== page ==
Decisions such as these are happening all over the country as sagging investment returns for pensions and declining tax revenues continue to have a profound impact on municipal budgets. The wild card in all of these decisions is the long-term viability of the pension systems which are supposed to provide annual income to public employees for life.

Consider this from Reuters News:  "The largest 100 [U.S.] public pension funds have around US$1.2 trillion of unfunded liabilities, about $300 billion above the nearly $900 billion they reported themselves, according to a new actuarial released by the actuarial firm Milliman. The pension systems reported a median funding level of 75.1 percent, while the study which uses a different way to value assets and measure liabilities, find an aggregate level of funding of 67.8 percent.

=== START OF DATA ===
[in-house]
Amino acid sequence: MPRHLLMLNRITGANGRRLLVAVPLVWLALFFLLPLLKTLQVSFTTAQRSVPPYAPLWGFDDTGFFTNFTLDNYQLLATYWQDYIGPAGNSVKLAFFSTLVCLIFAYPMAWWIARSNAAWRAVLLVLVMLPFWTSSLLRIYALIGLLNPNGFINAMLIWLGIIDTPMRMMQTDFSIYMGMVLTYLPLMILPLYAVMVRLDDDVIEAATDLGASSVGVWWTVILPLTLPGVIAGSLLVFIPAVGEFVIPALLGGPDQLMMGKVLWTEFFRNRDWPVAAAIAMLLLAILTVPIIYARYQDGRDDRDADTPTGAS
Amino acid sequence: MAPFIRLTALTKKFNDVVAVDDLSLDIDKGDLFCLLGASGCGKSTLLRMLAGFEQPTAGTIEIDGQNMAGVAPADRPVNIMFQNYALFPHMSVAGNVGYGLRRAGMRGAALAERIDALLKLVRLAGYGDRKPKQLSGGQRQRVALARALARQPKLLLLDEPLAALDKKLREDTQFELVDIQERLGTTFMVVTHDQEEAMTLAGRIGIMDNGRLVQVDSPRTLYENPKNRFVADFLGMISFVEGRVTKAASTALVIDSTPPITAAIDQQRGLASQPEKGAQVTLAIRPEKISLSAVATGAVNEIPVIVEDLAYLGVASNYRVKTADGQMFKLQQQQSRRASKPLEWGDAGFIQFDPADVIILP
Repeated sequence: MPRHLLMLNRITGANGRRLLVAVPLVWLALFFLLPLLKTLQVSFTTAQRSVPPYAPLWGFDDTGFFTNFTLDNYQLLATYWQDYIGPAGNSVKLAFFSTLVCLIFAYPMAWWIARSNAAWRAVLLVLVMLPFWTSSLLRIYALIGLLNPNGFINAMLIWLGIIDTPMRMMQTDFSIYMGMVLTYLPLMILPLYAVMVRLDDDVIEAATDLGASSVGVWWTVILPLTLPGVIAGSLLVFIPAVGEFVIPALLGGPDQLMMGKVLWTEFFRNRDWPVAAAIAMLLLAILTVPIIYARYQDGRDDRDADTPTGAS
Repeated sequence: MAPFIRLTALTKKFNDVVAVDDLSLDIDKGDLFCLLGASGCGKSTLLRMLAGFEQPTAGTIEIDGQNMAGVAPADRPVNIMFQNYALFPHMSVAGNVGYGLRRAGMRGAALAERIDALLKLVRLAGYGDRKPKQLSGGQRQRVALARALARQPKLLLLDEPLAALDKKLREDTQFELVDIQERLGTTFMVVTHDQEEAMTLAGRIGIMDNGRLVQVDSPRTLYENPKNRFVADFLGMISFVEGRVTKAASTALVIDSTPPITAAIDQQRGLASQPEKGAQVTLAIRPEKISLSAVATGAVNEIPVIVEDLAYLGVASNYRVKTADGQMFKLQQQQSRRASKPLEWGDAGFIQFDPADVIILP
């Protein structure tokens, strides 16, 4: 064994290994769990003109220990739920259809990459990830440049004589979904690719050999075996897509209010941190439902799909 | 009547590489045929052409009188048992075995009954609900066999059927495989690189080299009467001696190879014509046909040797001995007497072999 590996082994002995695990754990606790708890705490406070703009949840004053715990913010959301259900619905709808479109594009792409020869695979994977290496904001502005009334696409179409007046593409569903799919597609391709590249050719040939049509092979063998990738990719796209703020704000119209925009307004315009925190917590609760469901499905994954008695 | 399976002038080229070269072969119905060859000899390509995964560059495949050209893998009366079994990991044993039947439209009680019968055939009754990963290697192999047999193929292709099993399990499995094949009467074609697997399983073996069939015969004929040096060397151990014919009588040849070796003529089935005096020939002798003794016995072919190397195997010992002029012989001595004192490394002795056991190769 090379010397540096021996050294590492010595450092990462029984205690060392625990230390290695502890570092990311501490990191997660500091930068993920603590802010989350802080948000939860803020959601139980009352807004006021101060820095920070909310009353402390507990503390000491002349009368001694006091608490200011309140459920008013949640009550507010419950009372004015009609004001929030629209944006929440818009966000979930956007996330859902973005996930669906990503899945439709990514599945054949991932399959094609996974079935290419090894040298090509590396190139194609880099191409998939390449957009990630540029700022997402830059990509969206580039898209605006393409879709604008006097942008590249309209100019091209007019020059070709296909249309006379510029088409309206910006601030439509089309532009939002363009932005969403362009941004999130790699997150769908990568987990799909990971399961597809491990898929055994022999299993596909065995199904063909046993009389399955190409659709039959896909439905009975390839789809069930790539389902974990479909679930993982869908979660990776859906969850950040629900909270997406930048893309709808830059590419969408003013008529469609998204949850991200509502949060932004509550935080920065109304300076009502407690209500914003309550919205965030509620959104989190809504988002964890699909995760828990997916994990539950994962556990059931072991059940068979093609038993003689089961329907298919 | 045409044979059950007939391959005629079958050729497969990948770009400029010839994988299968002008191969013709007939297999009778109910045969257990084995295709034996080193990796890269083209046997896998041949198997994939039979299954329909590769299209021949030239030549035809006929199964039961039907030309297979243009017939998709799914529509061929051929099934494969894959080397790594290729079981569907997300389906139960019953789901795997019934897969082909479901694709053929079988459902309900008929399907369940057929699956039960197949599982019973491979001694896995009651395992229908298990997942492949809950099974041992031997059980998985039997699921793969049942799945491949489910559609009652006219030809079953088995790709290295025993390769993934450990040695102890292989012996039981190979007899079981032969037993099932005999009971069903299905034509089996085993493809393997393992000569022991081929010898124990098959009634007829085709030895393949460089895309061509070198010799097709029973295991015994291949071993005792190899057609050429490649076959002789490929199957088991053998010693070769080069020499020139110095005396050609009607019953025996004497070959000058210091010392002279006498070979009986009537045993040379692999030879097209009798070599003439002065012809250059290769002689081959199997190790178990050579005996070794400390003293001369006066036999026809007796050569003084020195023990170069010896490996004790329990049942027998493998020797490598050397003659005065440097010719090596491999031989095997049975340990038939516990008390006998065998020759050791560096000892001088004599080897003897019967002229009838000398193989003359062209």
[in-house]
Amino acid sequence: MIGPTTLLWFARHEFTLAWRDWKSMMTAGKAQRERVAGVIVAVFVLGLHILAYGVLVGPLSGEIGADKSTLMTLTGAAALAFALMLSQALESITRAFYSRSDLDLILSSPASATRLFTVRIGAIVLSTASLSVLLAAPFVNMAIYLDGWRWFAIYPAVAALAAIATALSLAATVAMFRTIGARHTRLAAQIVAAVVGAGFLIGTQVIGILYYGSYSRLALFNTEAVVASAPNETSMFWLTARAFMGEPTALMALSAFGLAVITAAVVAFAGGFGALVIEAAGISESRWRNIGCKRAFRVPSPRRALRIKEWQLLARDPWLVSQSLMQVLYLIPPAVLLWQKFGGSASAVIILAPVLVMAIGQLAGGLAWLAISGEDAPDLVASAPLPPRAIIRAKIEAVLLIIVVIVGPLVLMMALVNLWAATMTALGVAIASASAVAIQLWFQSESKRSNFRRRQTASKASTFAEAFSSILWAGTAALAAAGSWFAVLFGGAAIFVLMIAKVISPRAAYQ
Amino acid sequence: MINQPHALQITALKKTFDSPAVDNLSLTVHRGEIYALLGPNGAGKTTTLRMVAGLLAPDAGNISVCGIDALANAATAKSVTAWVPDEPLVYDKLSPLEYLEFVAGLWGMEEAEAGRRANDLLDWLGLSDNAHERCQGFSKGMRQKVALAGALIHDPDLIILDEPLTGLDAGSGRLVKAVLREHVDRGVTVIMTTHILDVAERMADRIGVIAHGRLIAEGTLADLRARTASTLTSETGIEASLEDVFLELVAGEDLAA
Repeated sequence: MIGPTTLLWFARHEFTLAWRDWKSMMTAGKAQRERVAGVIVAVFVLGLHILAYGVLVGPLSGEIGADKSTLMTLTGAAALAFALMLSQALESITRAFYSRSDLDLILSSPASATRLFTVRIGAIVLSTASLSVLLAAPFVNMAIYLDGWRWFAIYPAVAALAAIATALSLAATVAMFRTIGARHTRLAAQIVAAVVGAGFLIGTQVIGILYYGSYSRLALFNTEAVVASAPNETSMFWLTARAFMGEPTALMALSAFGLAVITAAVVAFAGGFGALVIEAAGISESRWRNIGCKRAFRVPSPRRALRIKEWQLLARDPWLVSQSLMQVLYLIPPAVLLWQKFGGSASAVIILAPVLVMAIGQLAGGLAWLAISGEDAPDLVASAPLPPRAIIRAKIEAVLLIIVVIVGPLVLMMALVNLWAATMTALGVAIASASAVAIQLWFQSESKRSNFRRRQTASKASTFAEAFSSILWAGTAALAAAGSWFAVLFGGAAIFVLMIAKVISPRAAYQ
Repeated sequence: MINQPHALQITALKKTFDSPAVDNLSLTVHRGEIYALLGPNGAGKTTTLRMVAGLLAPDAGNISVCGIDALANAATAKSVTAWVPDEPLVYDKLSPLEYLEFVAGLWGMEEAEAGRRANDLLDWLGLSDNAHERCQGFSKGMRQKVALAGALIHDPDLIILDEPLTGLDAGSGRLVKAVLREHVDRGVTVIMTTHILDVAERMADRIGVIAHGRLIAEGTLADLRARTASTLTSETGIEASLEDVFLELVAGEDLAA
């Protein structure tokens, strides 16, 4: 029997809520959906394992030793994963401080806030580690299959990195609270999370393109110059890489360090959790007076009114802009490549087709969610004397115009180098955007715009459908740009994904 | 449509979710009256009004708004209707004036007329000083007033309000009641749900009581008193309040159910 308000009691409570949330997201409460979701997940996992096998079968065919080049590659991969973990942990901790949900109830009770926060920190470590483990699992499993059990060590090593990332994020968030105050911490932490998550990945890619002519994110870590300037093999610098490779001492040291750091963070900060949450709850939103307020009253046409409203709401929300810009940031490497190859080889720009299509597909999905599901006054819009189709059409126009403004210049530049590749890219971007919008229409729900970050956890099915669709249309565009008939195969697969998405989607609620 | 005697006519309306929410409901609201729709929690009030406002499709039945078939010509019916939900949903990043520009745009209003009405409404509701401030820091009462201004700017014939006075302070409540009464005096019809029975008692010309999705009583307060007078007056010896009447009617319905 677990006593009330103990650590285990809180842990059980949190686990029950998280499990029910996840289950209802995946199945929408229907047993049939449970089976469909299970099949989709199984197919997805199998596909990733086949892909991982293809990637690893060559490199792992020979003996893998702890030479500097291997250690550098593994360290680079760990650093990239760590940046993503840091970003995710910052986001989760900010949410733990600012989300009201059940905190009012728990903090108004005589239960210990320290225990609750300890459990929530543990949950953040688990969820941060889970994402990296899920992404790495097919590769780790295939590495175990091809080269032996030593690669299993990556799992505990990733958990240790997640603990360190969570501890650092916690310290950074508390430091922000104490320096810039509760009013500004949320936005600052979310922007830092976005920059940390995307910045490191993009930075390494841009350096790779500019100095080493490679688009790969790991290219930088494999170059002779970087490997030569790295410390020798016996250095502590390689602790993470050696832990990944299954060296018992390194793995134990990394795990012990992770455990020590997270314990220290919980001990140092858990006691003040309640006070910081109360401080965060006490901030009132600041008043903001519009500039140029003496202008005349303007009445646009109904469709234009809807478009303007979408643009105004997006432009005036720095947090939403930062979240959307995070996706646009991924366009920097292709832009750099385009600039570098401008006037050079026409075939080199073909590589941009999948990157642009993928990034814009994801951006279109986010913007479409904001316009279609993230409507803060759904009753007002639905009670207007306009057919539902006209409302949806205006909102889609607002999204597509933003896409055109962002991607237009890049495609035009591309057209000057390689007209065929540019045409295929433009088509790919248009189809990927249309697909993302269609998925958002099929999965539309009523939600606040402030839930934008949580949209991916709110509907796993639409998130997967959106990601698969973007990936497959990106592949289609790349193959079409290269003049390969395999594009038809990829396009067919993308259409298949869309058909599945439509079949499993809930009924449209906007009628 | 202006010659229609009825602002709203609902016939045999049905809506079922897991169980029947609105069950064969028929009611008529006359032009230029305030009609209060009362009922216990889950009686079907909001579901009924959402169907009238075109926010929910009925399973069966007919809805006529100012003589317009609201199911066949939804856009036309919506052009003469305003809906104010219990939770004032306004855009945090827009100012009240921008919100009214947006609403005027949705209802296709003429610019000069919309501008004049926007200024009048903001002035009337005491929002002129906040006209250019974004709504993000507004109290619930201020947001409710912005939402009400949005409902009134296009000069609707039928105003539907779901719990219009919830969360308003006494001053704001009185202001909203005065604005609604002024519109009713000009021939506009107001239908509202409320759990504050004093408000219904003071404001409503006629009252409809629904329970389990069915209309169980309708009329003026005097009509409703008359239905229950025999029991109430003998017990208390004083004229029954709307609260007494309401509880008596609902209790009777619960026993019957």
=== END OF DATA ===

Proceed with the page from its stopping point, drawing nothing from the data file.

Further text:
"Both the pension funds' reported results and Milliman's findings fell within the range of previous estimates from other studies of the total size of the public pension shortfall in the United States. With the study, Milliman, stepped into the debate about whether public pensions are underreporting the size of their liabilities..."

Pensions are a hot-button issue -- with taxpayers raising questions about how much (in the end) they will have to contribute to cover future payouts for member benefits. This, all happening while in a time of strained governmental and household budgets.  Read more at the source: (Source: Reuters)